Every woman’s body and every pregnancy is different, but if you do develop stretch marks, you’ll probably start noticing them at the end of the second trimester or sometime during the third trimester. They usually form on a pregnant mom’s stomach, thighs, bottom, hips, and chest. As much as we would like to avoid them altogether, unfortunately avoiding stretch marks during pregnancy isn’t possible, however, there are ways to reduce the appearance of stretch marks while pregnant. Here are some tips:


    #1. Apply A Stretch Marks Cream Or Oil

    It's important to use a product that contains ingredients that help moisturize your skin, as this will help reduce the appearance of stretch marks. Maintaining healthy skin during pregnancy is crucial in order to prevent stretch marks from appearing. If you want to keep them at bay and ensure they do not appear until after delivery, applying a stretch mark cream or oil twice daily is an easy way to do so!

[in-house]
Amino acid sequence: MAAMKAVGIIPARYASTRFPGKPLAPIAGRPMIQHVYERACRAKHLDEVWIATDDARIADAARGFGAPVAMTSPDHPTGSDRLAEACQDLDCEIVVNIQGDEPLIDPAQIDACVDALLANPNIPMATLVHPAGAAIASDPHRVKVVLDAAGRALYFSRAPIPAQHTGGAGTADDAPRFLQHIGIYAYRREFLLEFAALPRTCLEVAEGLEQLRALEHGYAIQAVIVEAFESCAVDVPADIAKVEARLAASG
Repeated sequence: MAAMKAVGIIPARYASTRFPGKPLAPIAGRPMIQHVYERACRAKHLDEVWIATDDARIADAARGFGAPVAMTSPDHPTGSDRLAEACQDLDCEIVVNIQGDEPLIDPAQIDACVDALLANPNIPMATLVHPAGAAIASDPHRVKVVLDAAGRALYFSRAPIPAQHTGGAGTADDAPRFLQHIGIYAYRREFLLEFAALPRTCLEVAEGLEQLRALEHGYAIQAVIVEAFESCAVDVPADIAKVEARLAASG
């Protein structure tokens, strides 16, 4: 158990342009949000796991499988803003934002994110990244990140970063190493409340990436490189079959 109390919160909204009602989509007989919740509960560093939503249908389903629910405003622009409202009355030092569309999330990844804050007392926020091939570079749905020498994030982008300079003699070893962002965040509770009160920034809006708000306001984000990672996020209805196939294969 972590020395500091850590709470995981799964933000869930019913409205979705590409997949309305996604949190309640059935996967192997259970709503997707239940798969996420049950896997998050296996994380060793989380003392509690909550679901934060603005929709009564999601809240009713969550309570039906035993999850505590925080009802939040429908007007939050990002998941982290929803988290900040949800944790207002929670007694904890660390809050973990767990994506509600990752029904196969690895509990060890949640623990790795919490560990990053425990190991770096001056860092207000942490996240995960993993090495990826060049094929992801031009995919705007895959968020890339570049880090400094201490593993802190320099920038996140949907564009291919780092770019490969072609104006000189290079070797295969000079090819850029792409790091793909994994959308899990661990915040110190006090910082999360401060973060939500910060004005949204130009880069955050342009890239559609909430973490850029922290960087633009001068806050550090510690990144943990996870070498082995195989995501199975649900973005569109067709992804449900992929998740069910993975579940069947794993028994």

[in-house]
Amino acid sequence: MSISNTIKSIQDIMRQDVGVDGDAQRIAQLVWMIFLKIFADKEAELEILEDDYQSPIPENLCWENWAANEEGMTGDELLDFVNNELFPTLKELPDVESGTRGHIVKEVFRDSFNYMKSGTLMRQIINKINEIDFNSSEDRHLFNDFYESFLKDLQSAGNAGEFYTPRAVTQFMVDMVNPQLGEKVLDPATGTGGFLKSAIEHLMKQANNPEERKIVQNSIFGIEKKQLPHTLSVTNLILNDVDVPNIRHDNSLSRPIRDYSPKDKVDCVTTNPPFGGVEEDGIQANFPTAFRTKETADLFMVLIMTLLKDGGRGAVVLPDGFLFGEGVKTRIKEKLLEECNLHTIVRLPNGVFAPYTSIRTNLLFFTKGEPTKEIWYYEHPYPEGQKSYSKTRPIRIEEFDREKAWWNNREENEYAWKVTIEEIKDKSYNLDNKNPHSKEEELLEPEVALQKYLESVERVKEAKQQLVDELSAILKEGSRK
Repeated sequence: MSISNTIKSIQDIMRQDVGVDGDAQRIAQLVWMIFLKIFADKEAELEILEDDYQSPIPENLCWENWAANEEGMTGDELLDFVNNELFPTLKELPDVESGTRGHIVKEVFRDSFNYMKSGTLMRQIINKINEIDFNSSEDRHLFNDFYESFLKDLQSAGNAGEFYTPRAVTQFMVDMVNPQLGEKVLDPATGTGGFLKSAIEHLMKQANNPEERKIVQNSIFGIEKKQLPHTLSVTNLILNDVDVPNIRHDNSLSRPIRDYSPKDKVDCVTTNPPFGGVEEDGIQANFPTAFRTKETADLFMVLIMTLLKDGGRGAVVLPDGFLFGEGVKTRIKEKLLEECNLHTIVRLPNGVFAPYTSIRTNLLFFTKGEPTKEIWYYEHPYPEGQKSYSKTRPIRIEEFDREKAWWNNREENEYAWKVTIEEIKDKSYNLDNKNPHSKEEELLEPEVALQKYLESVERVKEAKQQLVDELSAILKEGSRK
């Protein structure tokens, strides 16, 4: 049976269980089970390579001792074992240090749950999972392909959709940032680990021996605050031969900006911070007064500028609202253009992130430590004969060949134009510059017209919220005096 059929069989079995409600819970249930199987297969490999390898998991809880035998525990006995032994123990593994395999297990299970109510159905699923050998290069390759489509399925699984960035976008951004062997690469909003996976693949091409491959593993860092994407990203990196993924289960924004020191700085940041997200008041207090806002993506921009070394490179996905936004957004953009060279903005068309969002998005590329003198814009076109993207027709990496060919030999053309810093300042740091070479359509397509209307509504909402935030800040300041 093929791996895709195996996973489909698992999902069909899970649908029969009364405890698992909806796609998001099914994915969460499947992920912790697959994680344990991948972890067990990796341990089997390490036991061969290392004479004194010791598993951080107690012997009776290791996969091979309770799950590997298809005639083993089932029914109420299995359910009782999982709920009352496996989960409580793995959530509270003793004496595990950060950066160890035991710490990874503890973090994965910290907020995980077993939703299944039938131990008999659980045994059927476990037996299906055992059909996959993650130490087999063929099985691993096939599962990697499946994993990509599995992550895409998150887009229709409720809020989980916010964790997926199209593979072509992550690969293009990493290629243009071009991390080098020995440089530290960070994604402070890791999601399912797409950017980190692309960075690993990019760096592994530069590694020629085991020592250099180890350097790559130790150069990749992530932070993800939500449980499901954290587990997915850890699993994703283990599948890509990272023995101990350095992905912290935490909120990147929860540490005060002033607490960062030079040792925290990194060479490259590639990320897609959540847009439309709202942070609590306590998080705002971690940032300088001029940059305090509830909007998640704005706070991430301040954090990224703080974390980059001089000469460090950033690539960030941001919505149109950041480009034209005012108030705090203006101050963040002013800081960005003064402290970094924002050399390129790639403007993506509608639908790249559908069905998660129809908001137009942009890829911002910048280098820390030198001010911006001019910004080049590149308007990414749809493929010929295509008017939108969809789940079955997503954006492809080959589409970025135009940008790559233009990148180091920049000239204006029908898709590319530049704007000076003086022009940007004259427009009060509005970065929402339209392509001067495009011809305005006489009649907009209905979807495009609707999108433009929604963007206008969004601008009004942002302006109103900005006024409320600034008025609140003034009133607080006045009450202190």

As far as what type of product you should use, it's all about personal preference: some women prefer creams while others prefer lotions; some like serums while others prefer oils. If you have any allergies or sensitivities to certain ingredients in certain products (like parabens), be sure to check labels carefully before making a purchase!


    Here at Elizabeth Parker Naturals, we have formulated an effective, all-natural, and non-greasy formula that locks in moisture and hydration, improves skin elasticity, and relieves itchy skin to help prevent stretch marks in early pregnancy. 

    Don’t let unsightly scars stay with you for life after pregnancy! Our new Mommy Belly Butter Cream is infused with natural and organic ingredients, making it safe for you and your baby, and is specifically formulated to: 

    • Helps prevent stretch marks
    • Nourishes and hydrates skin
    • Soothes itchy, growing belly
    • Promotes skin elasticity 


    #2. Eat A Healthy Diet